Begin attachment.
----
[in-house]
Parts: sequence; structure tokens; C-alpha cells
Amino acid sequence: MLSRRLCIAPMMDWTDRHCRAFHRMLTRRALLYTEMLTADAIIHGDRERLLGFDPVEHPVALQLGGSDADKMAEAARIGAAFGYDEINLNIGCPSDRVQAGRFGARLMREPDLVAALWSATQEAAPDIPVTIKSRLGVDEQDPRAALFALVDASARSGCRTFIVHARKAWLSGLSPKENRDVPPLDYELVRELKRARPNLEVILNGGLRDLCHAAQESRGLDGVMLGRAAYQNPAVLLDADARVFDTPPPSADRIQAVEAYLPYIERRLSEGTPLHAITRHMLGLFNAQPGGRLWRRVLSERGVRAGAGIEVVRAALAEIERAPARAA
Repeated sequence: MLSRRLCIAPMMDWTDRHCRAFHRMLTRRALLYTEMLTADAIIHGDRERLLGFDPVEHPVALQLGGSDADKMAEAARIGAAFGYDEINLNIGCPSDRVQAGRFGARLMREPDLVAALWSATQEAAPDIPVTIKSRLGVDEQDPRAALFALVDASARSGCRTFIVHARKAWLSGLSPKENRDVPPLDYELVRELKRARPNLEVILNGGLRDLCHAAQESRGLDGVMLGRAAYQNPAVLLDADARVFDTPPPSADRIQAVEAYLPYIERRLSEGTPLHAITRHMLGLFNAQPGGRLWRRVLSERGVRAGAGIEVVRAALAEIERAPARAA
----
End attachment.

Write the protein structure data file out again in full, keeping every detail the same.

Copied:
[in-house]
Parts: sequence; structure tokens; C-alpha cells
Amino acid sequence: MLSRRLCIAPMMDWTDRHCRAFHRMLTRRALLYTEMLTADAIIHGDRERLLGFDPVEHPVALQLGGSDADKMAEAARIGAAFGYDEINLNIGCPSDRVQAGRFGARLMREPDLVAALWSATQEAAPDIPVTIKSRLGVDEQDPRAALFALVDASARSGCRTFIVHARKAWLSGLSPKENRDVPPLDYELVRELKRARPNLEVILNGGLRDLCHAAQESRGLDGVMLGRAAYQNPAVLLDADARVFDTPPPSADRIQAVEAYLPYIERRLSEGTPLHAITRHMLGLFNAQPGGRLWRRVLSERGVRAGAGIEVVRAALAEIERAPARAA
Repeated sequence: MLSRRLCIAPMMDWTDRHCRAFHRMLTRRALLYTEMLTADAIIHGDRERLLGFDPVEHPVALQLGGSDADKMAEAARIGAAFGYDEINLNIGCPSDRVQAGRFGARLMREPDLVAALWSATQEAAPDIPVTIKSRLGVDEQDPRAALFALVDASARSGCRTFIVHARKAWLSGLSPKENRDVPPLDYELVRELKRARPNLEVILNGGLRDLCHAAQESRGLDGVMLGRAAYQNPAVLLDADARVFDTPPPSADRIQAVEAYLPYIERRLSEGTPLHAITRHMLGLFNAQPGGRLWRRVLSERGVRAGAGIEVVRAALAEIERAPARAA